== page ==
The ice cream line curves out of the shop and into the sunshine this afternoon. It’s the first hot summer day in Cambridge. Eighty-nine degrees feels hotter here, at least in this English major’s estimation, because of the northern latitude—like the power of the sun at elevation. But maybe it’s just because there’s also no air conditioning. Days like these are supposed to be rarities, and so far, June has been a continuation of spring’s cool evenings and rainy, cold spells. In fact, I’m not sure how to handle summer; can I still sleep with a light comforter? In the mornings, the air has been crisp and sharp, and it still smells like April.
The European heat spell, though, has left little room for midsummer sweaters and corduroys. I should be used to the heat—growing up in Washington, D.C., I lived through months of upper-90-degree days, and humidity that made your underwear steam. But today, the whole city is sweating in proper English form: sunburnt arms and roses withering into homemade tea cosies on stems. I find myself in a world where it is again possible for a bead of sweat to travel from neck to ankle in a single roll.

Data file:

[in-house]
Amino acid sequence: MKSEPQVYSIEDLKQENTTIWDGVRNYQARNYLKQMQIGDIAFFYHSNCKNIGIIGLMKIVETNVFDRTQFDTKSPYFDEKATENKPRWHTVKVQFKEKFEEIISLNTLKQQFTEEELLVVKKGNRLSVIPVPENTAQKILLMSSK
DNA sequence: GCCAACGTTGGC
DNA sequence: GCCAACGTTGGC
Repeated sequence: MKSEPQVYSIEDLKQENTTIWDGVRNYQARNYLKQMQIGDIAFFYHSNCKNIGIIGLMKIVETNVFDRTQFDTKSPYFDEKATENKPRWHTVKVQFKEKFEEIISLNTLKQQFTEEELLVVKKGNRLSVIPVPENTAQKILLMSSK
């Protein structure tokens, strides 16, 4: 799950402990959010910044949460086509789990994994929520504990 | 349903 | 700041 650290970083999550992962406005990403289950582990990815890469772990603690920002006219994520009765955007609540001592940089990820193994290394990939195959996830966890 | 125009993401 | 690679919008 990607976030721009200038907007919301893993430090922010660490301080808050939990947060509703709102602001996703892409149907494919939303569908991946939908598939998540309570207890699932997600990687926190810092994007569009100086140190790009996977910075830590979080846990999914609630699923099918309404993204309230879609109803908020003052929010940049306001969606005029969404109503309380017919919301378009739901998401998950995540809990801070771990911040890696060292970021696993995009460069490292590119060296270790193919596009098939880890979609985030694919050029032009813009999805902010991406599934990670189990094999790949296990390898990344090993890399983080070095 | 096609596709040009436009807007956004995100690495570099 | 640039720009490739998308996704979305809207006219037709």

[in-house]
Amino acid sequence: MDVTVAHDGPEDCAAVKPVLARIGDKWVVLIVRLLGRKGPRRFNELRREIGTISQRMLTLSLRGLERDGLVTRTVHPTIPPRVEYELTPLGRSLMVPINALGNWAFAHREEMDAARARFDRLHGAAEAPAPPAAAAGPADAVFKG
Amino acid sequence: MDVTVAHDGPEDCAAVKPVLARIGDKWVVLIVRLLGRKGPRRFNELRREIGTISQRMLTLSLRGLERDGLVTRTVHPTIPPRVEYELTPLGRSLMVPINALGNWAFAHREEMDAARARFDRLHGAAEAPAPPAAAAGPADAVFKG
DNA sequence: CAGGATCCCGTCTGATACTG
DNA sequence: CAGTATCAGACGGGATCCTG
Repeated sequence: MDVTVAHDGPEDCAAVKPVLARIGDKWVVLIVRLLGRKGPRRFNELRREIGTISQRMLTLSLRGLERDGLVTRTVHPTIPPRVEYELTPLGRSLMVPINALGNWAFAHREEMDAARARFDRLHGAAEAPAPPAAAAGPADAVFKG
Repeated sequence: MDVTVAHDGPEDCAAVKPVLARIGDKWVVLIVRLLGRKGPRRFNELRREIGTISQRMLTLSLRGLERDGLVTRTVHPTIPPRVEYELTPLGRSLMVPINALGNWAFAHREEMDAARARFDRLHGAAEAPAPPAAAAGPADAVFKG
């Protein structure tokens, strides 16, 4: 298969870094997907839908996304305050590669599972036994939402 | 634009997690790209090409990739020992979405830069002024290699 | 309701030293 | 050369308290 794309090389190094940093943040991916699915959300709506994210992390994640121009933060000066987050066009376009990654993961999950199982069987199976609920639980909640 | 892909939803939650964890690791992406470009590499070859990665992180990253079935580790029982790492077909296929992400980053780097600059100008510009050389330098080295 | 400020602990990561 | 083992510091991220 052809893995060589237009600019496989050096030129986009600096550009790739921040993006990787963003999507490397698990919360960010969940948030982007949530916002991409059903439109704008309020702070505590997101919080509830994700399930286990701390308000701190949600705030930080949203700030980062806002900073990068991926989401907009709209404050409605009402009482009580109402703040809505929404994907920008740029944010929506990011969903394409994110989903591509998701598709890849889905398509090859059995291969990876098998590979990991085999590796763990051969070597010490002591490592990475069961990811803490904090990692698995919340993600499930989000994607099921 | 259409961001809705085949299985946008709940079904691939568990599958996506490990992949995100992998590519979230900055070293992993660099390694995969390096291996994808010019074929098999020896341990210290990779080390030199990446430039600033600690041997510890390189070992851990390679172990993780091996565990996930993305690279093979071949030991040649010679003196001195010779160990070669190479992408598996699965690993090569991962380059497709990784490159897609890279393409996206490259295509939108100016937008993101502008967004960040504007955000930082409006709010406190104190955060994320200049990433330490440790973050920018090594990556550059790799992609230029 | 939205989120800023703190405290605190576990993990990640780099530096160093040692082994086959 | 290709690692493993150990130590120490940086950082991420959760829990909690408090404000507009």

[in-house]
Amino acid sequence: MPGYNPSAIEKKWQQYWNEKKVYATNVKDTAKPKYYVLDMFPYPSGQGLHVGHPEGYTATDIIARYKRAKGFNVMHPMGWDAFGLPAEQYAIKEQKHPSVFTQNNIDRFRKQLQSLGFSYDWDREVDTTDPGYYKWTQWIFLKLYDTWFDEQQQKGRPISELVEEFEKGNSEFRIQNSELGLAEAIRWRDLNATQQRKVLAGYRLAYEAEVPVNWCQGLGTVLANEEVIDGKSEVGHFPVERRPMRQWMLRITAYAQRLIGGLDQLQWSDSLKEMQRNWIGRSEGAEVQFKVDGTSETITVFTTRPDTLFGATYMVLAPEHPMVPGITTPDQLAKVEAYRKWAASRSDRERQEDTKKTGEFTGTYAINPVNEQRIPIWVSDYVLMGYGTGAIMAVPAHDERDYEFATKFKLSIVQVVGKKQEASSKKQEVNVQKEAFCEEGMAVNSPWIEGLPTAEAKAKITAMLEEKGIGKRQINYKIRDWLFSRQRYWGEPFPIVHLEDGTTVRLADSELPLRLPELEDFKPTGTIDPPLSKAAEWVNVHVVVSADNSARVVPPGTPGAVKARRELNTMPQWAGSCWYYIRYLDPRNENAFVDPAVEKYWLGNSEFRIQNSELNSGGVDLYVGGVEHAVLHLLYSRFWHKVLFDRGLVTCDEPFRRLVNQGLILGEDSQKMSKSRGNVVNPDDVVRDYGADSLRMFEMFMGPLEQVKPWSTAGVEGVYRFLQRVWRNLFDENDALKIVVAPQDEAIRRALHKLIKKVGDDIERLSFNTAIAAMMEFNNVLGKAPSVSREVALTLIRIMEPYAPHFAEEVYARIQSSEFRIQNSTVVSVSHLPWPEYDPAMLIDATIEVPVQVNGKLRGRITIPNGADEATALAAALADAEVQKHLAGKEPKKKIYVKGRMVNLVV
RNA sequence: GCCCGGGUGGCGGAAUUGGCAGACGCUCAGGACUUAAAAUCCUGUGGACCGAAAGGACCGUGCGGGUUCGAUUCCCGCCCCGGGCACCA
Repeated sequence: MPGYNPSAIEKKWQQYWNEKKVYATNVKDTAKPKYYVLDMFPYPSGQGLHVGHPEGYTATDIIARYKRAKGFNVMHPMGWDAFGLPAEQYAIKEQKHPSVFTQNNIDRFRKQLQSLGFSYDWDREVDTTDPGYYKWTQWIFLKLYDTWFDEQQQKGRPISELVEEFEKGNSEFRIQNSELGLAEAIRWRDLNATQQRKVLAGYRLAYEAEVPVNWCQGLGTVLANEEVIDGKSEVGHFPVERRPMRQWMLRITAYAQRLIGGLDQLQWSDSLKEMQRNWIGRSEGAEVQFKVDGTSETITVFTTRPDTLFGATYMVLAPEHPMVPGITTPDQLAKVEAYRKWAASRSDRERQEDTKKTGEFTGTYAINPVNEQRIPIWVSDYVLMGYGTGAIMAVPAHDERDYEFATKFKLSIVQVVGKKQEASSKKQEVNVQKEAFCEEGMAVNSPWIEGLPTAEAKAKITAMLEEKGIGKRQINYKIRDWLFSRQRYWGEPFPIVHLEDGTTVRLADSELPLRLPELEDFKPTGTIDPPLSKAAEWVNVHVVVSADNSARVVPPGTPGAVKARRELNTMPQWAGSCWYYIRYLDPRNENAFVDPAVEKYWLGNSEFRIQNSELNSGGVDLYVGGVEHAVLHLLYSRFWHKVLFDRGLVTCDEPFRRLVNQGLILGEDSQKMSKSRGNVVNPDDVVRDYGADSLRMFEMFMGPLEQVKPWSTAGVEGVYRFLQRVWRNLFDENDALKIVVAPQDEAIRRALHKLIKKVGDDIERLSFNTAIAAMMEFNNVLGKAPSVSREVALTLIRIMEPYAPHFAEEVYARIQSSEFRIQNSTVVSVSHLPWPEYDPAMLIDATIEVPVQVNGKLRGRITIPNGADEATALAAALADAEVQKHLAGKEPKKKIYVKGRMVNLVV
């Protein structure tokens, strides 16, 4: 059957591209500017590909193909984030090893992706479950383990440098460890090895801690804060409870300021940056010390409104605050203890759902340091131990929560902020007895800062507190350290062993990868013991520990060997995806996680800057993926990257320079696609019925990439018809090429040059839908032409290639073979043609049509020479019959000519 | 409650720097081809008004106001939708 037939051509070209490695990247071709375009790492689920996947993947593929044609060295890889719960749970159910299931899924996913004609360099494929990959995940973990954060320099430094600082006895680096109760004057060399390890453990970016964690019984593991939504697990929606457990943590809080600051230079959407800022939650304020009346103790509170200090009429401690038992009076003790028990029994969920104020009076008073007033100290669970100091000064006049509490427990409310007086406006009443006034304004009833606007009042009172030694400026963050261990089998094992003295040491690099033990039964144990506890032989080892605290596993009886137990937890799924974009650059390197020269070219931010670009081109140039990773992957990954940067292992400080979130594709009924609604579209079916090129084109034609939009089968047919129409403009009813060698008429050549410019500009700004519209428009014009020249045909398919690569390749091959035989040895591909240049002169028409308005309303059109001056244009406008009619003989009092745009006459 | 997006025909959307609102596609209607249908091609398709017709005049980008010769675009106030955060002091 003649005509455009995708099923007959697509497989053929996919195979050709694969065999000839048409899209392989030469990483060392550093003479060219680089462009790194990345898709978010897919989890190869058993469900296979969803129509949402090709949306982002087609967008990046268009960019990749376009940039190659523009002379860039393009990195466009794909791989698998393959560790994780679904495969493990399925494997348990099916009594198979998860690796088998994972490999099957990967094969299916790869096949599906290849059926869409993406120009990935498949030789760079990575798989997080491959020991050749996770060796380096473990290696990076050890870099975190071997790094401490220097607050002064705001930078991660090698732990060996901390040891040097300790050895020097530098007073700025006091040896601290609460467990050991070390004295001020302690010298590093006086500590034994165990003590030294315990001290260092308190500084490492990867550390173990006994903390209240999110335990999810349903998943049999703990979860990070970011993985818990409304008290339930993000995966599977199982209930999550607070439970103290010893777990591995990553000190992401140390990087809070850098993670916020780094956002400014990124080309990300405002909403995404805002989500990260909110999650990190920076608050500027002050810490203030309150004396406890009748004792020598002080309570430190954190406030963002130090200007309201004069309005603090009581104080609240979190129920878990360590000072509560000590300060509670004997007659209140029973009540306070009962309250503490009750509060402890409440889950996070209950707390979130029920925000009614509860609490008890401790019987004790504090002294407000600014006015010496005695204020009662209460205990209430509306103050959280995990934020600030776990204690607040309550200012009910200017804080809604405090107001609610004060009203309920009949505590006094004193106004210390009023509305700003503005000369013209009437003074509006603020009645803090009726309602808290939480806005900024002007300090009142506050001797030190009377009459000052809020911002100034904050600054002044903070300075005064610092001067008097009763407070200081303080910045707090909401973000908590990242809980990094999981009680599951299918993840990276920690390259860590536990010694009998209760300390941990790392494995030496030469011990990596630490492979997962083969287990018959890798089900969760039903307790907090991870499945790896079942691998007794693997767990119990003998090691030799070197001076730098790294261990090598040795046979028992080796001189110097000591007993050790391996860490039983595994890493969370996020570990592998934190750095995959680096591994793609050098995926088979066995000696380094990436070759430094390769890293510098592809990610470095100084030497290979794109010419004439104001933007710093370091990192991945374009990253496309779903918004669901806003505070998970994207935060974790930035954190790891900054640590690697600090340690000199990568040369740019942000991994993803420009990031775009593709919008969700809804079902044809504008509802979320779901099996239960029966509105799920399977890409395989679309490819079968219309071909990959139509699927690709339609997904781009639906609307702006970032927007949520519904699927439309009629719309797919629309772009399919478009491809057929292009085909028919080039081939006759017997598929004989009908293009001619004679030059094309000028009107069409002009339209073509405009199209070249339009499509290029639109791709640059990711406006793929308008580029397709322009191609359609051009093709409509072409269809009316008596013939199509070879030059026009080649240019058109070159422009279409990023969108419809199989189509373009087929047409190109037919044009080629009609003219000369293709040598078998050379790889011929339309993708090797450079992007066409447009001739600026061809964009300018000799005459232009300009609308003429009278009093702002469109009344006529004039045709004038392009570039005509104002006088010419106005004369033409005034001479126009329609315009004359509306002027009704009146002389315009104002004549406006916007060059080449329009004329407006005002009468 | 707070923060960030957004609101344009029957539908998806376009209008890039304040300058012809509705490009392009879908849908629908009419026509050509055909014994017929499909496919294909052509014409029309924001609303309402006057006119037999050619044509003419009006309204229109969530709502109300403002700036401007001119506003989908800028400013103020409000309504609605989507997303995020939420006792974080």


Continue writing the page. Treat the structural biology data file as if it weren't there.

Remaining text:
The linden trees blooming along the river drop sap on my hot face as I walk into town. I consider buying a straw hat in the market, but thankfully a wall of sticky tourists cuts me off. My goal this afternoon is to be able to read my book without panting, so I’m heading to church. The beefy Norman doorway ahead of me promises damp stones and cool gloom. Built in the 12th century, the grotto-like Round Church is the second oldest building in Cambridge. The tiny stained-glass windows and thick Romanesque piers have turned the circular space into an ecclesiastical icebox. I lean against one of the pillars, letting the stones chill my arm, as I listen to the local historian repeat his spiel for each visitor.
Beyond the circular nave—only about 10 feet across—there is a traditional, rectangular church annex. And beside this, partially covered by a screen and a No Public Access sign, is the Scriptorium. Arched windows above, long flagstones below—a monk’s work never looked so good. Why hadn’t I decided to go into the manuscript field? If I hadn’t skimmed the framed informational leaflet, perhaps I would have been able to sit at one of the wooden carrels, or even lounge on the leather sofas. Having taken a picture of it for future reference, it wouldn’t be until the next morning that I read: the “Scriptorium is the writing room for Christian Heritage staff, their guests, and graduate students of Cambridge.”
Unknowingly cordoned off by my own negligence, I walk back into the swelter. Perhaps it’s time I bought that hat.
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